“Dogs and cats are becoming a very important part of peoples life. People treat their animals very differently than they used to. They are part of their family now. They expect similar treatment for pets as they do their children,” the specialists said.
At the same time, pet insurance also has made health care more affordable for pets.
The demand has been so profound that AVS currently is under construction to almost double its current space to 15,000 square feet. The practice opened in 1993 with 3,000 square feet, de Haan recalled.
New services will include a radiation therapy suite for cancer treatment, and a physical therapy suite housing an underwater treadmill. The office operation will expand to four surgical suites and to three treatment rooms, de Haan said. The project will be completed in May.
The facility currently houses CT scan equipment, two digital X-ray rooms, ultrasound and endoscopy equipment, laparoscopy equipment, nuclear imaging, and an intensive care unit “comparable to an ICU for humans,” he said.
Tampas Florida Veterinary Specialists (FVS) recently announced the addition of its 6,000 square foot, $1 million Cancer Treatment Center. FVS founder Neil Shaw, said in a press release that “the expansion was attributed to the12,000 patients we treat each year, many of them with cancer.”
This facility was founded in 1996 and now totals 17,000 sq. ft., with 30 veterinary specialists in 12 disciplines on staff.
For Orlando resident Kathy Kerns, her veterinary specialist was no less than an angel dressed in scrubs. Kerns was referred to Maitland-based AVS when her beloved show dog “Champion Kera,” a kerry blue terrier, was diagnosed with lymphoma at age 8.
Kerns drove Kera for weekly and then monthly intravenous chemotherapy treatments and also administered daily steroid medication for her pet. She spent “thousands of dollars,” she said, with follow-up visits continuing off and on through the years.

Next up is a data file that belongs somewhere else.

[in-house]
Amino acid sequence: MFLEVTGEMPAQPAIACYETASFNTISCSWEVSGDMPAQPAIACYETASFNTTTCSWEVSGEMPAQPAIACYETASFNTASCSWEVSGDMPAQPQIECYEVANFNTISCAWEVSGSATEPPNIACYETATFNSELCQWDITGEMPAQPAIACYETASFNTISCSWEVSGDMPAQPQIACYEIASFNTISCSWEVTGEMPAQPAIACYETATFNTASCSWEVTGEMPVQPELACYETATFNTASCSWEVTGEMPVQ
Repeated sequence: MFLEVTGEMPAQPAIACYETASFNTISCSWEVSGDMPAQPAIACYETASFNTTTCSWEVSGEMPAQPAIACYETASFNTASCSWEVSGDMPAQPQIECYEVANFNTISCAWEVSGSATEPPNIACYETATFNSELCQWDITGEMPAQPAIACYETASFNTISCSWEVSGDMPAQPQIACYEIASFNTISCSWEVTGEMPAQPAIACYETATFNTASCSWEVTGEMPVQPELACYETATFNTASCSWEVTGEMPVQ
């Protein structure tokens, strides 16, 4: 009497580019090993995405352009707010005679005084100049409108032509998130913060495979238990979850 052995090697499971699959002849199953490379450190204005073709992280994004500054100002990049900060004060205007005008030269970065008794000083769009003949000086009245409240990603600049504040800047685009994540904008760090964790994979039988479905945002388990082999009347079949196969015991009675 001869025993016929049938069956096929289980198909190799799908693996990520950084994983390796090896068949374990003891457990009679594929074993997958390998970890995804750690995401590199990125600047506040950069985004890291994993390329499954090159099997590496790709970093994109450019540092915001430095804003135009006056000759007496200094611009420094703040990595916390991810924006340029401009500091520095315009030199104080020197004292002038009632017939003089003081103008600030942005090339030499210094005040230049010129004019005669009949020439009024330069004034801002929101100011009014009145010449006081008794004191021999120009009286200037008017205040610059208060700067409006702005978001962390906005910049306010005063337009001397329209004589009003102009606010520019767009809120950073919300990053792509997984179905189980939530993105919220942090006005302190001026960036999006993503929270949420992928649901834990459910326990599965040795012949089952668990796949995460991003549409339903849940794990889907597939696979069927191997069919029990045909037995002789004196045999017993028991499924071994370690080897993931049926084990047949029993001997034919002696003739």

“She gave us an additional six years of this dogs life we wouldnt have had,” said Kerns of Dr. Stacy Randall, the treating veterinary specialist. Kera made it to her 14th birthday and passed away in August 2002.
“People think we are crazy with the money we will spend on our pets. To me they are like my children. It was a costly effort, but it was well worth it. The doctor who treated her is truly an angel from God,” Kerns said.
Humans are accustomed to todays many medical specialists – opthalmologists, dermatologists, oncologists, neurologists.
But those same specialties are opening up for the family pet, thanks to new board-certified training programs and veterinary specialty centers that serve as referral clinics.
Vet professionals now use MRI, ultrasound, bone scans and all kinds of X-rays to diagnose cats and dogs.
Some light sedation is required for procedures like X-rays and allergy testing, for example, because animals dont know how to hold still. Other than that, these four-legged patients are treated pretty much like folks with similar ailments would be.
In Florida, to become board-certified as a veterinarian specialist, a veterinarian must have extensive postgraduate training and sufficient experience, and must pass a credential review and examination set by the given specialty group.
The postgraduate work typically includes two to three years of clinical training, plus written and practical examinations to determine the scope of a candidates knowledge. The American Veterinary Medical Association (AVMA) offers certification in more than 20 areas of veterinary medicine.
As for everyday animal care, according to the Orlando-based Florida Veterinary Medical Association (FVMA), there are 298 licensed vets and 134 small animal veterinary clinics in Northeast Florida. FVMA executive director Donald Schafer estimates that on average about half of all Floridians have pets.
SOURCE: Jacksonville Business Journal.